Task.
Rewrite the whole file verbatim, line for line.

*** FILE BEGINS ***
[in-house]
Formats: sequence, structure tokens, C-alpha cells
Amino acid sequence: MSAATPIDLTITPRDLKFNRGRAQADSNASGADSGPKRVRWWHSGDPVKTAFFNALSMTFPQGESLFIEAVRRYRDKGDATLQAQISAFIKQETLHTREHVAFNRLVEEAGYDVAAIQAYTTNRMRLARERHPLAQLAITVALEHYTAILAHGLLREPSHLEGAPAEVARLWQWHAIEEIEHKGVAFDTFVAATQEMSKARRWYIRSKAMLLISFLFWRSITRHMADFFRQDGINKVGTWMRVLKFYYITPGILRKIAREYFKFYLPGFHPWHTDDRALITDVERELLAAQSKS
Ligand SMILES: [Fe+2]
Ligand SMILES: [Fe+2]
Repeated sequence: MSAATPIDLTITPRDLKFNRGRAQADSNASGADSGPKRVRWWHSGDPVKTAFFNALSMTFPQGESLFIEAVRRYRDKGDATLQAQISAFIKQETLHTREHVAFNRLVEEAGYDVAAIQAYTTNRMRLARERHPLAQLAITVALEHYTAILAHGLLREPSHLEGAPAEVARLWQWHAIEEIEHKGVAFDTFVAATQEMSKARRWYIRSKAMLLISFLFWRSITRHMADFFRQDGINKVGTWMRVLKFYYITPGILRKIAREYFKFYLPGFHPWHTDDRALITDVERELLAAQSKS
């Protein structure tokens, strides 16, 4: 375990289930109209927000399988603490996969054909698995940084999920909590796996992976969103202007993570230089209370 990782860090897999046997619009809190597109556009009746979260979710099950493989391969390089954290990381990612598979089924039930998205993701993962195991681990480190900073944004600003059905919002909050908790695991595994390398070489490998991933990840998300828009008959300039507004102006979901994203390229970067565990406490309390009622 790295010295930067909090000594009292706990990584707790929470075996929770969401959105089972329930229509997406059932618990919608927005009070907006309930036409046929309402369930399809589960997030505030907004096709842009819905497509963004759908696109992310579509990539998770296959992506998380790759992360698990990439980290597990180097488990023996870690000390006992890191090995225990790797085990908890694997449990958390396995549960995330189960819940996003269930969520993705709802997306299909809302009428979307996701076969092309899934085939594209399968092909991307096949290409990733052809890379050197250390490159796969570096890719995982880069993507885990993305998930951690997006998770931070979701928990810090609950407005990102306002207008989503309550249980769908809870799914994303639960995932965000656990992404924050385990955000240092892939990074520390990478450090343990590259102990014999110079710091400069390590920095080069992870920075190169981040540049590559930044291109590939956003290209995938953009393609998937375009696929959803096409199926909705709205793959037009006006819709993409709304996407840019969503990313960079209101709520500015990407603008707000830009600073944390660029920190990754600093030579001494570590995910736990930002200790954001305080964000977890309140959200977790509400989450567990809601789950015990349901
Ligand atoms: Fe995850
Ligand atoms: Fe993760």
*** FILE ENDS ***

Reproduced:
[in-house]
Formats: sequence, structure tokens, C-alpha cells
Amino acid sequence: MSAATPIDLTITPRDLKFNRGRAQADSNASGADSGPKRVRWWHSGDPVKTAFFNALSMTFPQGESLFIEAVRRYRDKGDATLQAQISAFIKQETLHTREHVAFNRLVEEAGYDVAAIQAYTTNRMRLARERHPLAQLAITVALEHYTAILAHGLLREPSHLEGAPAEVARLWQWHAIEEIEHKGVAFDTFVAATQEMSKARRWYIRSKAMLLISFLFWRSITRHMADFFRQDGINKVGTWMRVLKFYYITPGILRKIAREYFKFYLPGFHPWHTDDRALITDVERELLAAQSKS
Ligand SMILES: [Fe+2]
Ligand SMILES: [Fe+2]
Repeated sequence: MSAATPIDLTITPRDLKFNRGRAQADSNASGADSGPKRVRWWHSGDPVKTAFFNALSMTFPQGESLFIEAVRRYRDKGDATLQAQISAFIKQETLHTREHVAFNRLVEEAGYDVAAIQAYTTNRMRLARERHPLAQLAITVALEHYTAILAHGLLREPSHLEGAPAEVARLWQWHAIEEIEHKGVAFDTFVAATQEMSKARRWYIRSKAMLLISFLFWRSITRHMADFFRQDGINKVGTWMRVLKFYYITPGILRKIAREYFKFYLPGFHPWHTDDRALITDVERELLAAQSKS
């Protein structure tokens, strides 16, 4: 375990289930109209927000399988603490996969054909698995940084999920909590796996992976969103202007993570230089209370 990782860090897999046997619009809190597109556009009746979260979710099950493989391969390089954290990381990612598979089924039930998205993701993962195991681990480190900073944004600003059905919002909050908790695991595994390398070489490998991933990840998300828009008959300039507004102006979901994203390229970067565990406490309390009622 790295010295930067909090000594009292706990990584707790929470075996929770969401959105089972329930229509997406059932618990919608927005009070907006309930036409046929309402369930399809589960997030505030907004096709842009819905497509963004759908696109992310579509990539998770296959992506998380790759992360698990990439980290597990180097488990023996870690000390006992890191090995225990790797085990908890694997449990958390396995549960995330189960819940996003269930969520993705709802997306299909809302009428979307996701076969092309899934085939594209399968092909991307096949290409990733052809890379050197250390490159796969570096890719995982880069993507885990993305998930951690997006998770931070979701928990810090609950407005990102306002207008989503309550249980769908809870799914994303639960995932965000656990992404924050385990955000240092892939990074520390990478450090343990590259102990014999110079710091400069390590920095080069992870920075190169981040540049590559930044291109590939956003290209995938953009393609998937375009696929959803096409199926909705709205793959037009006006819709993409709304996407840019969503990313960079209101709520500015990407603008707000830009600073944390660029920190990754600093030579001494570590995910736990930002200790954001305080964000977890309140959200977790509400989450567990809601789950015990349901
Ligand atoms: Fe995850
Ligand atoms: Fe993760």